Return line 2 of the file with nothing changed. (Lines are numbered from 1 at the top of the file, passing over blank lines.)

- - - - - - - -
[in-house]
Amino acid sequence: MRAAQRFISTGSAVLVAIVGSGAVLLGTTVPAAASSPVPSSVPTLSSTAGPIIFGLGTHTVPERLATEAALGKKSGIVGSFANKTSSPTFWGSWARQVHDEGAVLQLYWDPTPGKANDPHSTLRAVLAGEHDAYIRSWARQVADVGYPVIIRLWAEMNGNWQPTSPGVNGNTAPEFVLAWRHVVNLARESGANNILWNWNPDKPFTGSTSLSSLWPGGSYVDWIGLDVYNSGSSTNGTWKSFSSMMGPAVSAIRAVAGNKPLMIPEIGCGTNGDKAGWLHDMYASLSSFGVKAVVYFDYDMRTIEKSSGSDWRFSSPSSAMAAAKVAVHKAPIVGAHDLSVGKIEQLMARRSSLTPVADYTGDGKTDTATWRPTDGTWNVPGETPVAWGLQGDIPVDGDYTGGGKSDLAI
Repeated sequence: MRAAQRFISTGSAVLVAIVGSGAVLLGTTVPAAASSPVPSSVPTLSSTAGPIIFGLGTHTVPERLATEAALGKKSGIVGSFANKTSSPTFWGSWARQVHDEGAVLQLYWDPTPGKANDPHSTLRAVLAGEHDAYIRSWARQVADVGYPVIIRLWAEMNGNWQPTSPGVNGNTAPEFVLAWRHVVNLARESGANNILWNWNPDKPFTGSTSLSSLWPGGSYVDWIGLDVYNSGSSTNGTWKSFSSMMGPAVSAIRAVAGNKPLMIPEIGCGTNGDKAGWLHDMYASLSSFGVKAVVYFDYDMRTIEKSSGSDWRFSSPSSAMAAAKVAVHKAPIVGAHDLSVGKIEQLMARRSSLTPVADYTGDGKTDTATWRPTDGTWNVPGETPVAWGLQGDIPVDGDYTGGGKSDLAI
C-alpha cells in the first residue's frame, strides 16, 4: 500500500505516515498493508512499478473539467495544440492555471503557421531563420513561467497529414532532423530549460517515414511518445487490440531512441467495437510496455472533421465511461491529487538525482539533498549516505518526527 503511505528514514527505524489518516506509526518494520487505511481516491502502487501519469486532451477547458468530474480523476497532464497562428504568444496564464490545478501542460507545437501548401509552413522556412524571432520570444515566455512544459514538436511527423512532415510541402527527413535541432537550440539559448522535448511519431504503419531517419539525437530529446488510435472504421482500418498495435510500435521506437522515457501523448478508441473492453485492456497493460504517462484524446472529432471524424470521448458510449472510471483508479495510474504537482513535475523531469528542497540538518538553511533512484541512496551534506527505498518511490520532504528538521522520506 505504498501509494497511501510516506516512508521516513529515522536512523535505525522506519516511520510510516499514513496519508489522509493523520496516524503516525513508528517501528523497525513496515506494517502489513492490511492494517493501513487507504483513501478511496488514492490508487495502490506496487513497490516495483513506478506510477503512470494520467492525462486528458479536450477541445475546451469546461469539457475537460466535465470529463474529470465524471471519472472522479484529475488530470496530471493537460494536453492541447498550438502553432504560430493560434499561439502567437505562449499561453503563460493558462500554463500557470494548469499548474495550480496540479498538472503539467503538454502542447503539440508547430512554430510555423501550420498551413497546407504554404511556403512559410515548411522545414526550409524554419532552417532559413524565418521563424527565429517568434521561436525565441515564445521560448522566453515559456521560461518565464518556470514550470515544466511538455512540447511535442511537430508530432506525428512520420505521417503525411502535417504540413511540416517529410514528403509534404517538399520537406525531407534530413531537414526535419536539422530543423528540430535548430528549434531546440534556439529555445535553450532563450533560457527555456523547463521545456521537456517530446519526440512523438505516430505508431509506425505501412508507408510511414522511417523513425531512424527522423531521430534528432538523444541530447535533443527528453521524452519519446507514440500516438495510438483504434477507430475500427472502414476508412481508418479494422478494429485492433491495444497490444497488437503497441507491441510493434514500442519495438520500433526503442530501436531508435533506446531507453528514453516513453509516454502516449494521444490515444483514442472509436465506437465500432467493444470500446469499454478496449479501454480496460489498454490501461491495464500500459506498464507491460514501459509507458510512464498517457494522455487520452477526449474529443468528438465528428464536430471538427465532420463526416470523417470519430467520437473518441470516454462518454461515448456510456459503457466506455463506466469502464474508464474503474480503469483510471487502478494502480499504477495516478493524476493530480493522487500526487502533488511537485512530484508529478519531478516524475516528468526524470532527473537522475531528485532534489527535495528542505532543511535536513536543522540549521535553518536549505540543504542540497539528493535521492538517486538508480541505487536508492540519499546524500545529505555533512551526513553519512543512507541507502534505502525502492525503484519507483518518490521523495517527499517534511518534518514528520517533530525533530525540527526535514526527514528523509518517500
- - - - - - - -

Amino acid sequence: MRAAQRFISTGSAVLVAIVGSGAVLLGTTVPAAASSPVPSSVPTLSSTAGPIIFGLGTHTVPERLATEAALGKKSGIVGSFANKTSSPTFWGSWARQVHDEGAVLQLYWDPTPGKANDPHSTLRAVLAGEHDAYIRSWARQVADVGYPVIIRLWAEMNGNWQPTSPGVNGNTAPEFVLAWRHVVNLARESGANNILWNWNPDKPFTGSTSLSSLWPGGSYVDWIGLDVYNSGSSTNGTWKSFSSMMGPAVSAIRAVAGNKPLMIPEIGCGTNGDKAGWLHDMYASLSSFGVKAVVYFDYDMRTIEKSSGSDWRFSSPSSAMAAAKVAVHKAPIVGAHDLSVGKIEQLMARRSSLTPVADYTGDGKTDTATWRPTDGTWNVPGETPVAWGLQGDIPVDGDYTGGGKSDLAI